Five Tips for Choosing Smarter Rocks

The concept of Rocks is one of the most popular items in the EOS Toolbox™. For newcomers to EOS™, Rocks offer a simple way to organize and prioritize what usually is a big, messy pile of ideas and goals. However, for veterans of the system, structuring big projects with Rocks becomes second nature.

Many organizations running on EOS need some help in their first year or two choosing Rocks that check all the boxes Gino Wickman describes in Traction for getting S.M.A.R.T.:

• Specific
• Measurable
• Attainable
• Realistic
• Timely

Each of these ideas targets a separate, common habit of organizations that don’t have a framework for setting objectives. Relative newcomers to EOS will sometimes fixate on one or two of the S.M.A.R.T. components that caused the most pain before EOS started them on a better path. To be successful, Rocks really need a balance of all of them, in part because they all feed into each other.

In practice, evaluating each Rock using the S.M.A.R.T. framework takes some skill. Here are some ideas I’ve found helpful in guiding clients through each of these ideas:

Specific: Know your goal.

When it comes to Rocks, ambiguity is the enemy. Clearly defining goals is an indispensable step for being smart, not just with Rocks, but with every significant business decision. You’ll never recognize the finish line if you’re not crystal clear about what you’re trying to accomplish. Worse, you’ll start chasing squirrels instead of focusing on a final objective.

Although specific doesn’t necessarily mean simple, I find it’s helpful to reduce a Rock’s description to a short, concrete statement of what somebody’s expectations are. “Improve the project management system” is too vague. “Define and implement a process for deadline management,” is not.

Measurable: Know what it means to be finished.

Reaching the end of a quarter with a bunch of unfinished Rocks is frustrating. Not knowing if a Rock is finished can be flabbergasting.

Check off Rocks with confidence by defining a clear completion point at the start. Take the time to work out what “finished” means for each of your Rocks. Numbers are great if they work: “Add 10 new clients,” versus “Expand sales.” Tying a completion to a concrete event, like a meeting to roll out a new strategy, is also effective.

Attainable and Realistic: Know your limits.

These overlapping components of S.M.A.R.T. often create some confusion. Here’s one way to think about them:

Attainability is about the big picture. A Rock is attainable if the individual and the organization have the necessary capacity to make it happen. Capacity is drawn from many different places: internal staffing, contractor support, technologies, and much more. When setting a Rock, ask if all the pieces are in place for making it happen. If those pieces are missing, building capacity might need to be a milestone Rock before tackling the bigger project.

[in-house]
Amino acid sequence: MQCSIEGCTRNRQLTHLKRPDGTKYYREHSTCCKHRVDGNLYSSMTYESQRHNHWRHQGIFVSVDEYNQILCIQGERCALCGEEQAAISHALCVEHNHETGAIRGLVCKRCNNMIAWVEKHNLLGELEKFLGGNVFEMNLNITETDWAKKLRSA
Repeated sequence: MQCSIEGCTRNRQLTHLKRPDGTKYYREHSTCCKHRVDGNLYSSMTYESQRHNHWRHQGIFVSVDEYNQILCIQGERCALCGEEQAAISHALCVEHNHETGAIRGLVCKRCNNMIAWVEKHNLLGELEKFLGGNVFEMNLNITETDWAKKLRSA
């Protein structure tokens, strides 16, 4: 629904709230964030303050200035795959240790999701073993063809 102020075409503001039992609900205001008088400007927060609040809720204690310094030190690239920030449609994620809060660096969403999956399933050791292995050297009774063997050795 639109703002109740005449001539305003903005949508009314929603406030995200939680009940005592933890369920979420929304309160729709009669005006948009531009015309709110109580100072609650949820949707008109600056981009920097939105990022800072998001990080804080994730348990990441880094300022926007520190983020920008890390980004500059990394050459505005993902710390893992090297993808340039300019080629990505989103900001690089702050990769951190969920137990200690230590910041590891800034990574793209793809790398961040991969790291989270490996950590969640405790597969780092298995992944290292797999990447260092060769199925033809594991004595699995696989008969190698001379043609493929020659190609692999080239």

• Realistic is about the individual who owns the Rock. If you can achieve the Rock with the time and talent available to you, it is realistic. If someone has 5 free hours each week, but a Rock will take at least 10 hours per week to complete, it’s not reasonable. Accurately forecasting time and talent isn’t always easy, and sometimes you’ll miss the mark. That’s okay! The effort is still worth it.

Timely: Be deliberate.

Timeliness has two pieces to it: deadlines and priorities. A Rock needs to have deadlines that make sense. I like to encourage my clients to give themselves plenty of time to get through their Rocks. The end of the next quarter may feel far away, but achieving several complicated goals over three months isn’t always easy. If in doubt, the last day of the next quarter is the proper deadline.

Priorities are just as important. Is the Rock you’re setting really the most important thing to be focusing on for this quarter? If finishing this task in six months or a year is just as good, perhaps there’s something else that’s more urgent.

Don’t get crushed by dumb Rocks.

One more piece of advice: if your Rocks turn out to not be S.M.A.R.T., there’s no reason to lug them through the rest of the quarter, hoping they’ll work themselves out: they won’t. Reviewing everyone’s Rocks at every Level 10 Meeting™ provides an opportunity to confront the faulty Rocks and either push them onto the long-term issues list or break them down into more manageable stones.

What tricks do you find helpful for establishing S.M.A.R.T. Rocks? As a Certified EOS Implementer® I love working with clients to fine-tune their approach, this is a key EOS tool. If you’d like to swap tips or need answers to questions about how Rocks are working for your team, send me an email or give me a call at (818) 649-1103. I’m looking forward to hearing from you!